[12] https://www.wurundjeri.com.au/our-story/ancestors-past/ accessed 12112020.

[13] For example, Aunty Doreen Garvey-Wandin’s story of durrung of yan-yan (a young man’s heart), https://cv.vic.gov.au/stories/aboriginal-culture/nyernila/woiwurrung-the-durrung-of-the-yan-yan/, accessed 12112020.

[14] Illustration from The Last of the Tasmanians, Woodcut 12 – Walter George Arthur and his wife Maryann the Half-Caste, https://upload.wikimedia.org/wikipedia/commons/d/db/Last_of_the_Tasmanians_Woodcut_12_-_Walter_George_Arthur_and_Mary_Anne.jpg, accessed 12112020.

[15] 1839, Colonial Times report, cited by Stevens, op. cit, 63 footnote 97 that cites Morgan, 1986, Aboriginal Education in the Furneaux Islands (1788-1986): A Study of Aboriginal Racial Policy, Curriculum and Teacher/Community Relations, Thesis, Centre for Education, University of Tasmania, 95.

[16] Stevens, Leonie, 2017, ‘Me Write Myself ‘: The Free Aboriginal Inhabitants of Van Dieman’s Land at Wybalenna, Monash University Publishing, Monash University, Clayton, Victoria, xxxv.

[17] Brune was a derivative of the name Bruny Island. Per Stevens, op.cit., 9.

[18] Stevens, op.cit., 92, referenced to Brune, 1836, Flinders Island Chronicle, September 10, QVMAG CY825-63.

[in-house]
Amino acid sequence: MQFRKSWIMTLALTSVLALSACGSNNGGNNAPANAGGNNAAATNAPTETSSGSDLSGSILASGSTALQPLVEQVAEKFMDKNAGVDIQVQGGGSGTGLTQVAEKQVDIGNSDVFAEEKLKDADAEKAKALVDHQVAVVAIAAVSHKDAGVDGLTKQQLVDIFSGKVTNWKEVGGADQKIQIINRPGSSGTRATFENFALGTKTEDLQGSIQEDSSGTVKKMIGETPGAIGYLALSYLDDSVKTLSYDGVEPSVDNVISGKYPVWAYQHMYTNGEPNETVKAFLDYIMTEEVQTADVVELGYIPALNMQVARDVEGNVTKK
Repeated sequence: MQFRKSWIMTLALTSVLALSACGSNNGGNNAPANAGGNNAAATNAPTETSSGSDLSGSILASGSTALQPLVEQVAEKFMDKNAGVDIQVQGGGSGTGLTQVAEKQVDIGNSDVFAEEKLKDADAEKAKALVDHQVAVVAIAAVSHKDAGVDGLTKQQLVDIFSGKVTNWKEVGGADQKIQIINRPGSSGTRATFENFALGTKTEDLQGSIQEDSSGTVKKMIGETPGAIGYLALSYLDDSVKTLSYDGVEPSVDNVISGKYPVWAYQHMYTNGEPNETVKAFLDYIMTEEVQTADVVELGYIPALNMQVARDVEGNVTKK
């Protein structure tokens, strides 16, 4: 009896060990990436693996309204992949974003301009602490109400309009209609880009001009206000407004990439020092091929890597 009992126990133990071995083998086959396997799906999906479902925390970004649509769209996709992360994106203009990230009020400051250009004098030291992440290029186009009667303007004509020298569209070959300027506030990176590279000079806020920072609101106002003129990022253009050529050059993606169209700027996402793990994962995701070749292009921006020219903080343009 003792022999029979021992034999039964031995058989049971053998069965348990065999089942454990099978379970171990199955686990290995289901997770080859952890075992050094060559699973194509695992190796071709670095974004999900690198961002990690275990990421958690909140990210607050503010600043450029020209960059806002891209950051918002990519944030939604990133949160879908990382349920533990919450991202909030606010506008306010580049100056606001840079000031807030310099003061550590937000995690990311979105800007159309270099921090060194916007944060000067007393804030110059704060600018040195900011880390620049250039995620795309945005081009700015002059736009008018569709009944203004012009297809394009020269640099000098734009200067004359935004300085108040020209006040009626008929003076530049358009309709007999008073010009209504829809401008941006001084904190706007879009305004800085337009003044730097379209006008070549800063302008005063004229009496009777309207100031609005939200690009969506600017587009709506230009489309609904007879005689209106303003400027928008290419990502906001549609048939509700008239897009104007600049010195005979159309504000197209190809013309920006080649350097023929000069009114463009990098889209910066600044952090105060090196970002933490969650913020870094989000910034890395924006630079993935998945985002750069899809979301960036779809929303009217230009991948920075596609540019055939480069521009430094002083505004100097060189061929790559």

[19] Stevens, op. cit., 18.

[20] Stevens, op. cit., 63.

[21] Pybus, Cassandra, 2020, Truganini: Journey through the apocalypse, Allen & Unwin, Crows Nest, NSW, 197.

[22] For a brief background to Oodgeroo Noonuccal –  https://ia.anu.edu.au/biography/noonuccal-oodgeroo-18057 accessed 11112020.

[23] Walker, Kath. 1964, We Are Going: Poems, Jacaranda Press. https://www.jacaranda.com.au/ accessed 11112020.

[24] Image of Oodgeroo Noonuccal, https://en.wikipedia.org/wiki/Oodgeroo_Noonuccal, accessed 11112020.

[25] https://en.wikipedia.org/wiki/Jack_Davis_(playwright) accessed 10112020.

[26] Davis, Jack, 1983, The First Born and other Poems, J.M.Dent.

[27] Davis, Jack, 1982, Kullark, Currency Press, Sydney.

[28] Davis, Jack, 1986, (reprinted 2012) No Sugar, Currency Press, Sydney.

[29]Burnum Burnum, 1988, Burnum Burnum’s Aboriginal Australia: A Traveller’s Guide, Angus & Robertson Publishers. For further information on Burnum Burnum, https://en.wikipedia.org/wiki/Burnum_Burnum accessed 10112020.

[30] Langton, Marcia, 2018, Welcome to Country: A Travel Guide to Indigenous Australia, Hardie Grant Publishing, Richmond.

[31] Bacalja, Alexander, 2020, Australian Literature’s Great Silence, Pursuit, October 20,https:pursuit.unimelb.edu.au/articles/Australian-literature-s-great-silence accessed 27102020, 2.

[32] Bacalja, op.cit., 2-3.

[33] Behrendt, Larissa, 2004, Home, University of Queensland Press, Indooroopilli, Qld, https://www.uqp.com.au/books/home, accessed 12112020.

[34] Lyons Malcolm C. and Ursula Lyons (trans.), 2008, The Arabian Nights, Penguin Classics.

[35] Green, Bill, 2018, Engaging Curriculum: Bridging the Curriculum Theory and English Education Divide, Routledge, New York.  https://www.routledge.com/Engaging-Curriculum-Bridging-the-Curriculum-Theory-and-English-Education/Green/p/book/9780367342623